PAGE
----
Colorado could soon require insurers to cover colorectal cancer screening costs beginning at age 45 instead of 50 if the Colorado Cancer Coalition and the American Cancer Society's Cancer Action Network are successful in their lobbying.
Colorado would become the first state to pass such legislation that wasn't aligned with the American Cancer Society's guidelines, which recommend beginning screening at 45.
Here, Colorado Cancer Coalition representative and CRC survivor Scott Wilson elaborated on the coalition's efforts:
Note: Responses were edited for style and content.
Question: Why did the CCC push to introduce this legislation?
Scott Wilson: The Colorado Cancer Coalition exists to reduce the burden of cancer in Colorado. CRC is the second-biggest cancer killer of men and women in the state — 1,940 new CRC cases and 660 deaths in 2019 — and the fastest-growing cancer among our young people who have no preventive screening coverage before 50.
Two-thirds of colorectal cancer diagnoses among 45-49-year-old Coloradans are late-stage with staggering impacts on mortality and healthcare costs. The American Cancer Society believes [starting] screening at 45 will cut 45-49-year-old CRC deaths in half.
Early-stage survival rates are 90 percent, versus 10 percent at stage 4, which costs in excess of $600,000 per patient to treat, so the human and economic benefits of earlier preventive screening are inarguable.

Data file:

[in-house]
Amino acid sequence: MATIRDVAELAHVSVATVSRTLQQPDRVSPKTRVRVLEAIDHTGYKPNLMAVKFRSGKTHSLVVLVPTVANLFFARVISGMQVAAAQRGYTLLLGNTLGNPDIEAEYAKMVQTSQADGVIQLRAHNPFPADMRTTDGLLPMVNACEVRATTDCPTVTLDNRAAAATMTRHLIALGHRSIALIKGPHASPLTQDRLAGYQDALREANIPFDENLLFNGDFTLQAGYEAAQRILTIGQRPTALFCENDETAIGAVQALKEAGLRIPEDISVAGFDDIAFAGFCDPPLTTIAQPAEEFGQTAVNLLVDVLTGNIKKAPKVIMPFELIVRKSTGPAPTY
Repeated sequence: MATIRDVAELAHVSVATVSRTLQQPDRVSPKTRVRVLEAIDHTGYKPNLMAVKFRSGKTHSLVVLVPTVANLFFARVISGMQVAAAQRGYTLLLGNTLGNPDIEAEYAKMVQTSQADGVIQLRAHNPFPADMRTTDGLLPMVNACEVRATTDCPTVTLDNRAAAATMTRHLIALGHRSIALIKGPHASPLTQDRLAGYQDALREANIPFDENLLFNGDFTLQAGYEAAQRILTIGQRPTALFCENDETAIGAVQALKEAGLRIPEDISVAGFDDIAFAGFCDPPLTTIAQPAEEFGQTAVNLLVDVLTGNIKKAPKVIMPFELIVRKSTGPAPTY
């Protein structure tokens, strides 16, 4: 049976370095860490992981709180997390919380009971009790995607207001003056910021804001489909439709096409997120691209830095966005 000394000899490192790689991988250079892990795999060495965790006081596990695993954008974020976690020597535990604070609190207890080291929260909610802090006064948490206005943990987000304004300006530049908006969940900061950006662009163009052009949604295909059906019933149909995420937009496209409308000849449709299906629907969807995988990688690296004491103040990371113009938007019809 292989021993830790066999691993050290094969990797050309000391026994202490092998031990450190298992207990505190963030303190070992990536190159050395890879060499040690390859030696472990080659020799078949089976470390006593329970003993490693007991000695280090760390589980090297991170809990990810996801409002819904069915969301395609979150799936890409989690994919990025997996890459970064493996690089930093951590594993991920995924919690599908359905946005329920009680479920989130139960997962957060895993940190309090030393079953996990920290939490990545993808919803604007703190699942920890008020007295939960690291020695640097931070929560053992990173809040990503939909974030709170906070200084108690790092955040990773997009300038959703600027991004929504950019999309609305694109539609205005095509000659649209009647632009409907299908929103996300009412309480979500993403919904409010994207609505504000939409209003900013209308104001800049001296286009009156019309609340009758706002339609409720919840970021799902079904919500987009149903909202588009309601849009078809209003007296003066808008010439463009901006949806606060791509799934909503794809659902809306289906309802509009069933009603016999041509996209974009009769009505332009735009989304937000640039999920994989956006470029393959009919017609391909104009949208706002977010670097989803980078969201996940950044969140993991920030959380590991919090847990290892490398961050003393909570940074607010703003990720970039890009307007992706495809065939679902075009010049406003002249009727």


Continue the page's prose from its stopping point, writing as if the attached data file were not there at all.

Q: How receptive were legislators to the legislation?
SW: Our sponsors — Reps. Janet Buckner, D, and Perry Will, R, and Sens. Rhonda Fields, D, and Kevin Priola, R, who are from both sides of the aisle and various regions of Colorado — fully understand the human cost of late-stage cancer — of any cancer — and the social and economic benefit of earlier screening. Colorado has a genuine leadership opportunity to begin to turn the tide on the rise of young-onset CRC. This is good healthcare and economic governance.
Q: Some guidelines released after ACS reaffirmed the previous recommendation of starting screening at 50. Has there been any more movement toward one set of guidelines over the other?
SW: The American Cancer Society guidelines were thoroughly substantiated by [the] latest research; two of the researchers from [Boulder-based] University of Colorado and lawmakers in states such as Maine and Kentucky have already acted on their recommendations.
It is only a matter of time before institutions such as the U.S. Preventive Services Task Force, which is currently reviewing its own guidelines, catch up and follow the ACS leadership, but this could potentially take up to five years. Any delay affects lives and healthcare costs.
Q: What would this change mean to the people of Colorado?
SW: Currently, those Coloradans most exposed to a late-stage CRC diagnosis are denied the coverage that would prevent their lives from being turned upside down, or worse. This bill promises to put our people's health first and tackle the rise in young-onset CRC without adding new screens into the system.